Add phosphorus to soil, either via fertilizer or compost materials high in this element. Bone meal, rock phosphate, and manure are commonly used. Fish meal will also work. Manure, especially horse manure, will add all three of the major nutrients. 

What you need to know about potassium nutrient deficiencies

This third major nutrient is important for water regulation and enzyme activity. Water regulation provides structure. This is called turgor, or turgor pressure, defined as the state of turgidity and resulting rigidity of cells or tissues, typically due to the absorption of fluid. In other words, correct water regulation holds the plant upright. Enzymes are necessary for a very high number of chemical reactions.

According to the Penn State Horticulture Department:

“Potassium-deficient plants are easily distinguished by their tendency to wilt on dry, sunny days. The overall appearance of the plant is wilted or drooping. Deficient plants will have a stocky appearance with short internodes. Younger leaves’ growth is inhibited, and they have small leaf blades. Leaves may also be dark to bluish-green, have a bronze metallic shine, or have a wavy appearance. In some species, older leaves show blotchy chlorosis. In monocots such as maize, leaves may have inverted V-shaped chlorosis.”

To correct this problem, finished composts made primarily from food materials can be added. Banana peels are particularly useful. High potassium fertilizers, kelp, or seaweed are fast-release forms. Comfrey liquid or wood ash can also help, but be careful with the latter as it can burn the plants. Check out these high potassium recipes courtesy of South Side Plants!

A simple potassium recipe for your plants

Dry four banana peels and three eggshells. Combine them and add four tablespoons of Epsom salt. Grind the mixture into a powder in a food blender. Pour 75 ml of water onto the powder, shake to combine, and water your plants with the liquid. 

To make concentrated liquid kelp fertilizer, fill a bucket with foraged kelp, cover it with rainwater, and leave to soak for a month, stirring every few days. For added nitrogen, add a few stinging nettle stems into the mixture. 

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Are there other elements needed for healthy plant growth?

Elements that aren’t usually thought of as nutrients but are extremely important to plant health are hydrogen, oxygen, and carbon.

Carbon is incorporated into plant structures. We’re all carbon-based life forms on this planet, and carbon dioxide is absorbed through the stomates. These are openings in the leaves that regulate gas exchange and water loss. We breathe carbon dioxide out for them during exhalation, and they produce the oxygen we require, a very symbiotic relationship.

Carbon also comes from your compost browns. These are dried leaves, twigs and branches, sawdust, straw, cardboard, and paper egg cartons. Hydrogen and oxygen are required for respiration, pH regulation, energy production, and synthesis of both plant structures and carbohydrates, among many other functions. Hydrogen and oxygen are the components of water. Plants will take these elements up via mass flow when we water them.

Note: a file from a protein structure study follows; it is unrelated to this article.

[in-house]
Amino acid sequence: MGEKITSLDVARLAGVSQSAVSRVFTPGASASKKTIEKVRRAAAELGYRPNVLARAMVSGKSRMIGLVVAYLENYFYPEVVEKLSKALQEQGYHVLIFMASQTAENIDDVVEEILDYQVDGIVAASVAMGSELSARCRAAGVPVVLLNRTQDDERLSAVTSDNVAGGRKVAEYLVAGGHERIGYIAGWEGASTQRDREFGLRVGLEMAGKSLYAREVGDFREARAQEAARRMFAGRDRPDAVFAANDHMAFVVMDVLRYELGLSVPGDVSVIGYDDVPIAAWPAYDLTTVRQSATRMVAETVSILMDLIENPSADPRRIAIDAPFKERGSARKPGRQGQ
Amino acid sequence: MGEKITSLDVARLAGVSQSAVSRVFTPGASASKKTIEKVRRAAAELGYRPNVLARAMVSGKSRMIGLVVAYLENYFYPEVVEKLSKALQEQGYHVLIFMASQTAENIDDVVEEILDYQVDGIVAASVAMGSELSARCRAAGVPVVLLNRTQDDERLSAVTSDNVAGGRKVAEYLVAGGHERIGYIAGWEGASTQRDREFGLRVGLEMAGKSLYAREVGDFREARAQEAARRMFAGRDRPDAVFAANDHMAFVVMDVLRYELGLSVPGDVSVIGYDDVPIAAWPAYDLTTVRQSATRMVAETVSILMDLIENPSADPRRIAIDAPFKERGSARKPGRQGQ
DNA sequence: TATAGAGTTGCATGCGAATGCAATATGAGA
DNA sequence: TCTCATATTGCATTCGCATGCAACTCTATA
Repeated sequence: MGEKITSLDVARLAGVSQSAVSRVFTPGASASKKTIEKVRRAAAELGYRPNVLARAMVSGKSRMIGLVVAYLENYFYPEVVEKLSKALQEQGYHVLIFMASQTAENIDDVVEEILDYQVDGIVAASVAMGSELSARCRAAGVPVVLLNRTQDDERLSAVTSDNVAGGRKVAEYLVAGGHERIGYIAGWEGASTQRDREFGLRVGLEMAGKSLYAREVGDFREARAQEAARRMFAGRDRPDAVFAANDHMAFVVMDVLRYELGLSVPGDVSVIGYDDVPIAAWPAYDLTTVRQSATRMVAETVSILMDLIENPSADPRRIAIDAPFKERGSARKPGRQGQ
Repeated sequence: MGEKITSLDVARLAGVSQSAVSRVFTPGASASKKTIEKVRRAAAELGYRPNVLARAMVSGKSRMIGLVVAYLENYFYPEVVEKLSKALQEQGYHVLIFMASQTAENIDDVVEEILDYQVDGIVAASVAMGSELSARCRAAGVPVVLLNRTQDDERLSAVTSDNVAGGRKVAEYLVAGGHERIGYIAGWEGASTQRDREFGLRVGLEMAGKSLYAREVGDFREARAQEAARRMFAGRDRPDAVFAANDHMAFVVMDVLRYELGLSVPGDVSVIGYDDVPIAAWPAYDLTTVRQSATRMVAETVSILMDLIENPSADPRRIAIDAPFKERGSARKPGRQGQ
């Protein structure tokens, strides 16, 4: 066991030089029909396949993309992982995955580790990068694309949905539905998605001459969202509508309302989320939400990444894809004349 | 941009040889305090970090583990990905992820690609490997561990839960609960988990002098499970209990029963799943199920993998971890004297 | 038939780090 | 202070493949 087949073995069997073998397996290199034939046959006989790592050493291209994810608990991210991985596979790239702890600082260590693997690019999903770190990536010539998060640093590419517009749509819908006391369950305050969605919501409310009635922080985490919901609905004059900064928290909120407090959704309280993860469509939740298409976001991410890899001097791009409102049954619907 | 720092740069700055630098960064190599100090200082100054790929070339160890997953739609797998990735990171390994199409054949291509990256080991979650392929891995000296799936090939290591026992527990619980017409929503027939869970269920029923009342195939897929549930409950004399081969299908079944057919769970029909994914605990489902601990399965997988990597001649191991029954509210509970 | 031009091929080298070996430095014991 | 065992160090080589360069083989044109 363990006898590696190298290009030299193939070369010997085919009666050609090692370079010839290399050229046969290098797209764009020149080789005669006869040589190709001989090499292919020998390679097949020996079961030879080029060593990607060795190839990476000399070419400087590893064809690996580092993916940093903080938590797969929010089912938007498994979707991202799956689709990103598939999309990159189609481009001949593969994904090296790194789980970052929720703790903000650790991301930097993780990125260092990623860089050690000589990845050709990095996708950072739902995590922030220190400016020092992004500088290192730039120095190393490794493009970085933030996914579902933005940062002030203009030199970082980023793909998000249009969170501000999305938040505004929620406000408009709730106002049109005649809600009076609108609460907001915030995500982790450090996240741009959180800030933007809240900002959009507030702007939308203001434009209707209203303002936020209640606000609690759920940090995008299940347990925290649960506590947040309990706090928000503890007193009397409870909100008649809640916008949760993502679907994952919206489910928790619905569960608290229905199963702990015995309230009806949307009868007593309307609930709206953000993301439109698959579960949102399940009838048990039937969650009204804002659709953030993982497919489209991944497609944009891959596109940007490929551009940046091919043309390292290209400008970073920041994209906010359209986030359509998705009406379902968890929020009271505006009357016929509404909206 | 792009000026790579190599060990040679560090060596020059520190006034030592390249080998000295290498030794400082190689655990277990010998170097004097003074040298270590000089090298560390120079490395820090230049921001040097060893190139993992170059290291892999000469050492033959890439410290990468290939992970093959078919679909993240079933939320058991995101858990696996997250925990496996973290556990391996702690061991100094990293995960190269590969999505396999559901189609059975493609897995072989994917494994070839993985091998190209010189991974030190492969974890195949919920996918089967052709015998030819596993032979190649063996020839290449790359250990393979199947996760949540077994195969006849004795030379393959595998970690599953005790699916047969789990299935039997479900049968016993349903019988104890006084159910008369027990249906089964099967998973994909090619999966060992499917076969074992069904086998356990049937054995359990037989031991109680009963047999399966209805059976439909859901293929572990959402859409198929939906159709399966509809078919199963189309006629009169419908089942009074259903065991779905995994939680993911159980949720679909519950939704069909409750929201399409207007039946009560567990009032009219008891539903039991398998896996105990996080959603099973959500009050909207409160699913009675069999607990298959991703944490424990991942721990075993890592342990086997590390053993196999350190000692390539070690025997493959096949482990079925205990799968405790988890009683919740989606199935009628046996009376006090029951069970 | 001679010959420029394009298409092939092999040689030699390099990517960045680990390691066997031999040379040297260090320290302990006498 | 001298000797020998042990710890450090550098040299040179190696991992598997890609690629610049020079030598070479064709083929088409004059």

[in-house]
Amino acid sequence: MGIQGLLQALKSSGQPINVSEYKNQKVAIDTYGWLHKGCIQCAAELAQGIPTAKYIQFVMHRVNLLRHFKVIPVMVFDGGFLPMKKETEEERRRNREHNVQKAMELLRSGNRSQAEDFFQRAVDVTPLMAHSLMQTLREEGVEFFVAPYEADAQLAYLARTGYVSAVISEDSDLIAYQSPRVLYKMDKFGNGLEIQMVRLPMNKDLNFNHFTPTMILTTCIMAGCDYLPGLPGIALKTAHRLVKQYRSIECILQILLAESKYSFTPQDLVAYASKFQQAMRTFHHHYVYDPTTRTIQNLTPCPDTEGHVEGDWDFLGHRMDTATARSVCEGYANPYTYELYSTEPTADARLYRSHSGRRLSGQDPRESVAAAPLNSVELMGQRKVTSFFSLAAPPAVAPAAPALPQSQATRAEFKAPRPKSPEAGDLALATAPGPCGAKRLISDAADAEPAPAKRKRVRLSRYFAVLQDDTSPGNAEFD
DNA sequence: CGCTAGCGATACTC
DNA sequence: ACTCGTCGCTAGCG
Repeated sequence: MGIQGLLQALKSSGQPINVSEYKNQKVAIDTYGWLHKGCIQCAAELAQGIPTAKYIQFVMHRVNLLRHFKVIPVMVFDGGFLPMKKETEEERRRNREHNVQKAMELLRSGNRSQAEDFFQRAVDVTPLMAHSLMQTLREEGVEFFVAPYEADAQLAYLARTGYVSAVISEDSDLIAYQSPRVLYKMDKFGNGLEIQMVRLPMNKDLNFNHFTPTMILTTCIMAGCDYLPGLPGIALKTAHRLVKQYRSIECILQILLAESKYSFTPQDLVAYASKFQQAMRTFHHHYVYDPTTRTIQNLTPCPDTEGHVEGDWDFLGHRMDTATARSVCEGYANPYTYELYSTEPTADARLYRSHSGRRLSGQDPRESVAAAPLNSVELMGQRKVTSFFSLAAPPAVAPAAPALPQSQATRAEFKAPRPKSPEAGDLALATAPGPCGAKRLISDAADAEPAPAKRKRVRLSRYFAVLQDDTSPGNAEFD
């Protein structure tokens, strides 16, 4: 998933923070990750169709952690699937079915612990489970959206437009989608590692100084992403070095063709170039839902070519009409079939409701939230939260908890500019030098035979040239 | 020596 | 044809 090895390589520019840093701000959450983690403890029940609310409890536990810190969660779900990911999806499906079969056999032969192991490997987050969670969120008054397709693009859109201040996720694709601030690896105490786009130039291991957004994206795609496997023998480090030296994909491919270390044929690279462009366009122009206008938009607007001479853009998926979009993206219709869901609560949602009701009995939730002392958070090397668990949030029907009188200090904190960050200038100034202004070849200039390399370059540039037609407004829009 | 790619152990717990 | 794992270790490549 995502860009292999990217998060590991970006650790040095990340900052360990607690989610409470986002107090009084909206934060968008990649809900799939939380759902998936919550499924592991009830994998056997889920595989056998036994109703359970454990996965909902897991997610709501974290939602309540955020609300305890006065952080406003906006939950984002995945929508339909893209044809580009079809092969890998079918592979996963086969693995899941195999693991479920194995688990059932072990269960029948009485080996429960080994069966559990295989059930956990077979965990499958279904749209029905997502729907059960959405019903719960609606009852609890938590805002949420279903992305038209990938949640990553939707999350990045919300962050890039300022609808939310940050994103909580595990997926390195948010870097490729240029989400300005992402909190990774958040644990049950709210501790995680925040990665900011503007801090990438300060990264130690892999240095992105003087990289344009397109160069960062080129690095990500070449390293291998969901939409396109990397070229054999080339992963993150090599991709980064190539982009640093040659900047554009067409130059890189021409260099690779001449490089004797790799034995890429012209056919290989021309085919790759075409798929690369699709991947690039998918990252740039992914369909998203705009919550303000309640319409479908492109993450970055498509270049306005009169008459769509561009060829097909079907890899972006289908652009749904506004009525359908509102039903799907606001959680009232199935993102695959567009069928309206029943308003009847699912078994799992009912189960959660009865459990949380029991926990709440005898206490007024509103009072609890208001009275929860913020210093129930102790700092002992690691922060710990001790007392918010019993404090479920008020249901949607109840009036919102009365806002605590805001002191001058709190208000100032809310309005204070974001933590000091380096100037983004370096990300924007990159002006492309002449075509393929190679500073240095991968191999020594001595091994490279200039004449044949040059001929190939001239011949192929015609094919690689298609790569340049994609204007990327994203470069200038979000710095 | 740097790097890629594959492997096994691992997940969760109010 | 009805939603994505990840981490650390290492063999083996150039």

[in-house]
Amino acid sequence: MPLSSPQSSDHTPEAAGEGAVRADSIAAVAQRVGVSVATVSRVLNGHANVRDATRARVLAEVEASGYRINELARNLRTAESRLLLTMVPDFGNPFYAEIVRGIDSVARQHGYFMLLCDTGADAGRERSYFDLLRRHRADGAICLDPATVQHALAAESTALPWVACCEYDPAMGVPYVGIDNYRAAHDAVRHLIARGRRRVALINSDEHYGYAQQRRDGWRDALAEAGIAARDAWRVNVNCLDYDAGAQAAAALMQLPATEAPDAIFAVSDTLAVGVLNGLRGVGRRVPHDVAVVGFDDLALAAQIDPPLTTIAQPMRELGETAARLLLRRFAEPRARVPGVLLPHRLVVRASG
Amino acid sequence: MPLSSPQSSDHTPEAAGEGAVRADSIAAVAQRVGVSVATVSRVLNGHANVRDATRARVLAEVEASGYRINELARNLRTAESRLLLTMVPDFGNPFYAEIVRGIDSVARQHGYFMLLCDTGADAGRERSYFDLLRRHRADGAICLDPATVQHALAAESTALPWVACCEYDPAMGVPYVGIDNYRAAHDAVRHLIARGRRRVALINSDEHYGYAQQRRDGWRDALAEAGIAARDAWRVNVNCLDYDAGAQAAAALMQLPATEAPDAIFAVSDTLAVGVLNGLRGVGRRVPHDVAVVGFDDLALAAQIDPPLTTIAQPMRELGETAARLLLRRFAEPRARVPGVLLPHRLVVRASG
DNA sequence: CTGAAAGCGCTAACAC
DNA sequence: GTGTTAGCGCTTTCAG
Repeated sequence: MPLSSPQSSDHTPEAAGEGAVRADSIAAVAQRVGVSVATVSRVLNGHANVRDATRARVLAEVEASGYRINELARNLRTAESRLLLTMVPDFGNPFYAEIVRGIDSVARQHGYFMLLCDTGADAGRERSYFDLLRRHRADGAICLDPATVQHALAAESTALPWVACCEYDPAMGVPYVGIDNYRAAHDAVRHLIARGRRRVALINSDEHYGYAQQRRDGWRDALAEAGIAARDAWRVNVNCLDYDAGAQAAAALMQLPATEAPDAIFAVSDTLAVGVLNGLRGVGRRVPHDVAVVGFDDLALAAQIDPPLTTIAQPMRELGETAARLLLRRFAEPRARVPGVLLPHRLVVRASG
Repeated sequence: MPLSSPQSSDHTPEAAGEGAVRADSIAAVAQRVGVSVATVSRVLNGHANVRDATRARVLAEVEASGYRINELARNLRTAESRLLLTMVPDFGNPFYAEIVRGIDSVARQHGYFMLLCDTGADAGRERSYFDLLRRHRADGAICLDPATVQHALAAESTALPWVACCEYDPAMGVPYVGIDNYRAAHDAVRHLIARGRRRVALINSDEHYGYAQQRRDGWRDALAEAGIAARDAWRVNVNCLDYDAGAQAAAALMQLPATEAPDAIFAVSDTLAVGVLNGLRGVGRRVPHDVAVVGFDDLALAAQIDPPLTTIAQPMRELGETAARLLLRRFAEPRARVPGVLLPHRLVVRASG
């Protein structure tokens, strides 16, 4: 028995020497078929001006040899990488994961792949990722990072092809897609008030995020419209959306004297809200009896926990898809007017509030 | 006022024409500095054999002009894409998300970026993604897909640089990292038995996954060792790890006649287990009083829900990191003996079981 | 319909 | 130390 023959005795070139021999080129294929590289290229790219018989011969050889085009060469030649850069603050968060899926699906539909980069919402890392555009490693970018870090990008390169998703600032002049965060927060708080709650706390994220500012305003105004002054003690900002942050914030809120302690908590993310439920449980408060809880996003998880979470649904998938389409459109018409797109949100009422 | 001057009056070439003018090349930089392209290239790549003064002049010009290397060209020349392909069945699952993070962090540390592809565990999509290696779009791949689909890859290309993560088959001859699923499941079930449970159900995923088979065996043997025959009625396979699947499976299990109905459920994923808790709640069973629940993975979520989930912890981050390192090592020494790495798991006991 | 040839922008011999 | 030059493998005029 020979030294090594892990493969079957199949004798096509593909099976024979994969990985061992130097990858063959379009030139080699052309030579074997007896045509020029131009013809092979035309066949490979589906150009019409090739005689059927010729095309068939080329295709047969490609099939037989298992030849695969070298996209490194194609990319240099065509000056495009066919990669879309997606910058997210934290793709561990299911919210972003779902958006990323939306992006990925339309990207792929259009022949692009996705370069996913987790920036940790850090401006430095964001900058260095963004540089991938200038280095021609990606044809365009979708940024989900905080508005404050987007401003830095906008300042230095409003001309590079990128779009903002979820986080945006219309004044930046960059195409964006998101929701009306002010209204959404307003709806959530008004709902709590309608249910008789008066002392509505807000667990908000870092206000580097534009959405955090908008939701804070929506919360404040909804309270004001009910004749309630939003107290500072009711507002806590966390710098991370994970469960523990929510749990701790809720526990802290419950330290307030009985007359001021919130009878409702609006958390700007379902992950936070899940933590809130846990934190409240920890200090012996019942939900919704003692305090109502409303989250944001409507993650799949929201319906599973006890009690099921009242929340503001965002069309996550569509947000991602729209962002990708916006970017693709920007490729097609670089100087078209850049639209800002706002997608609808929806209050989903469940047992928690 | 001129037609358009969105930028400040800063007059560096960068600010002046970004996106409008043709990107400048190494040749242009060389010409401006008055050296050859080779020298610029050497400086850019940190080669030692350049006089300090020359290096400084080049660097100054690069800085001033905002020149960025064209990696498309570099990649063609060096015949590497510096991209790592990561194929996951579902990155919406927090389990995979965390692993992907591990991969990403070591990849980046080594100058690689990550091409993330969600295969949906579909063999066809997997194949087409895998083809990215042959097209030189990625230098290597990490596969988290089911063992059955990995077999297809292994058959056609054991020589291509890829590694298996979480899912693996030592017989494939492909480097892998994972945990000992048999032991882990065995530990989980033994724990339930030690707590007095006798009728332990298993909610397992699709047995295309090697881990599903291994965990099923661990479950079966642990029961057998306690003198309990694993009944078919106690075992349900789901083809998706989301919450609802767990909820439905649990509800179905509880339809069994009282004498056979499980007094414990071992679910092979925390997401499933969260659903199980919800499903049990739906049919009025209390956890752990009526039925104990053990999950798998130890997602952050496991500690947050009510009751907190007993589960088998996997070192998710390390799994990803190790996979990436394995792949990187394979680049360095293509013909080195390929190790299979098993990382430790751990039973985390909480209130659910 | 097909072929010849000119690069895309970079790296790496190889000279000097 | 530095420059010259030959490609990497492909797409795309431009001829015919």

Plants that aren’t properly watered will wilt and die. The obvious solution is to water them but again, remember: too much of a good thing is a bad thing! Excessive watering brings on root rot and makes plants susceptible to disease. 

If your garden is fighting nutrient deficiencies, check the Big 3 first!

We’ve discussed the symptoms of major deficiencies and some possible solutions. In my next article, I’ll cover the secondary nutrients: calcium, magnesium, and sulfur. These are also discussed in our Urban Agriculture course in greater detail, of course.

How do you manage nutrient deficiencies in the garden? Please tell us in the comments below! 

About Amy Allen

Amy Allen is a professional bookworm and student of Life, the Universe, and Everything. She’s also a Master Gardener with a BS in biology, and has been growing food on her small urban lot since 2010.

Amy Allen

Amy Allen

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  • Thank you for the good information. I live in an apartment so my gardening is a little limited. In the summer I bring my indoor plants outside to get rehabilitated. Of course I don’t let them get sunburned so it’s a slow-adaptation process. When they again are Indoors, I add a little Epson salt to the water that seems to soften it a bit for the plants to absorb.
    I also try to catch rain water. Right now we’ve had so much rain that if my plants don’t drown will get all the minerals they need! My veggies (in pots) are looking great so far as long as the weather holds a bit????

  • When I first grew tomatoes, some of them started getting yellow leaves. I checked on the book I had on growing vegetables, and it had a helpful page on the look of different tomato plant issues. I concluded it was a mineral deficiency, I bought some tomato feed, and the problem was quickly resolved.

  • Thank you.
    Never get to old to learn. This year I’ve noticed nematodes (I think) which look like mass amounts of root material. I’ve pulled out alot. But still looking for a solution.

  • Amy – with all due respect, a REAL soil lab – like, for example, Logan Labs, will give you a complete soil test from pH to micronutrients. However, most people wont know what to do with the information. For those willing to crank the math, see Solomon’s ‘The Intelligent Gardener’.